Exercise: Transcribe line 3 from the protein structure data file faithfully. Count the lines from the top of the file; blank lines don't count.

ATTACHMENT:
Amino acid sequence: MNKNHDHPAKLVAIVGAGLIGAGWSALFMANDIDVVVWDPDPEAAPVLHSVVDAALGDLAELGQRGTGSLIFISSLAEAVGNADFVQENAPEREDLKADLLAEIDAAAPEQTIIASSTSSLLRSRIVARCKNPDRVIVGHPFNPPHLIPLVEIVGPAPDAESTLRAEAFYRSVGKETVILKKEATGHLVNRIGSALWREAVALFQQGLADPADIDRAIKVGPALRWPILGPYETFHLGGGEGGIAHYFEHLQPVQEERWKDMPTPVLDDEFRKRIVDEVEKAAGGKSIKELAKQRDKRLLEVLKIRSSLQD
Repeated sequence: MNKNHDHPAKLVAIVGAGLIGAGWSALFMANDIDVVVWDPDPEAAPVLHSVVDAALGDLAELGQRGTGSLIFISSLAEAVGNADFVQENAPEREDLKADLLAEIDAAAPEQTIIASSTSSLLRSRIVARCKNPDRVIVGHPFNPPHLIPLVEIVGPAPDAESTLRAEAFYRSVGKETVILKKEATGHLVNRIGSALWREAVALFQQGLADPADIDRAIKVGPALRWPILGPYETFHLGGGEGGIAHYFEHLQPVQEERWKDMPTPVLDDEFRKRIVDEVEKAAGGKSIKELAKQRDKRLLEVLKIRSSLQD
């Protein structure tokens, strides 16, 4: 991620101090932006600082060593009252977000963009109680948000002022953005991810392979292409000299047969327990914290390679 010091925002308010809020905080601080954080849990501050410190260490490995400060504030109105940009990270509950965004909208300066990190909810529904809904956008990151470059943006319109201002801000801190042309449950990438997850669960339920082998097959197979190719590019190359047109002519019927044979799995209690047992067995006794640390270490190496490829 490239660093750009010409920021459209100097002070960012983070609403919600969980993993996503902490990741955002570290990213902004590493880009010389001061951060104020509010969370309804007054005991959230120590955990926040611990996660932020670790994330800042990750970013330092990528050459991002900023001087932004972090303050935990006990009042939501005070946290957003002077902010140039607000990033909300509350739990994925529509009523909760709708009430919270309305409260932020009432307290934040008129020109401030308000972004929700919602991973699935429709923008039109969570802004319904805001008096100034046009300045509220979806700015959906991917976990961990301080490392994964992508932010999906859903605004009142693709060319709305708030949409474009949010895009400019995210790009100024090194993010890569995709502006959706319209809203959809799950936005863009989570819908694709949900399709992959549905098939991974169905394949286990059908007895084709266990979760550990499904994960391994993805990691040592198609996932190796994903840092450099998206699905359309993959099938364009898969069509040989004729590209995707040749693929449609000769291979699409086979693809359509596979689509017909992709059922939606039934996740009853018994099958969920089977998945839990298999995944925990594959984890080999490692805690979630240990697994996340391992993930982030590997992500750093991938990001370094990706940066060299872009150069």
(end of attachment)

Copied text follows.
């Protein structure tokens, strides 16, 4: 991620101090932006600082060593009252977000963009109680948000002022953005991810392979292409000299047969327990914290390679 010091925002308010809020905080601080954080849990501050410190260490490995400060504030109105940009990270509950965004909208300066990190909810529904809904956008990151470059943006319109201002801000801190042309449950990438997850669960339920082998097959197979190719590019190359047109002519019927044979799995209690047992067995006794640390270490190496490829 490239660093750009010409920021459209100097002070960012983070609403919600969980993993996503902490990741955002570290990213902004590493880009010389001061951060104020509010969370309804007054005991959230120590955990926040611990996660932020670790994330800042990750970013330092990528050459991002900023001087932004972090303050935990006990009042939501005070946290957003002077902010140039607000990033909300509350739990994925529509009523909760709708009430919270309305409260932020009432307290934040008129020109401030308000972004929700919602991973699935429709923008039109969570802004319904805001008096100034046009300045509220979806700015959906991917976990961990301080490392994964992508932010999906859903605004009142693709060319709305708030949409474009949010895009400019995210790009100024090194993010890569995709502006959706319209809203959809799950936005863009989570819908694709949900399709992959549905098939991974169905394949286990059908007895084709266990979760550990499904994960391994993805990691040592198609996932190796994903840092450099998206699905359309993959099938364009898969069509040989004729590209995707040749693929449609000769291979699409086979693809359509596979689509017909992709059922939606039934996740009853018994099958969920089977998945839990298999995944925990594959984890080999490692805690979630240990697994996340391992993930982030590997992500750093991938990001370094990706940066060299872009150069």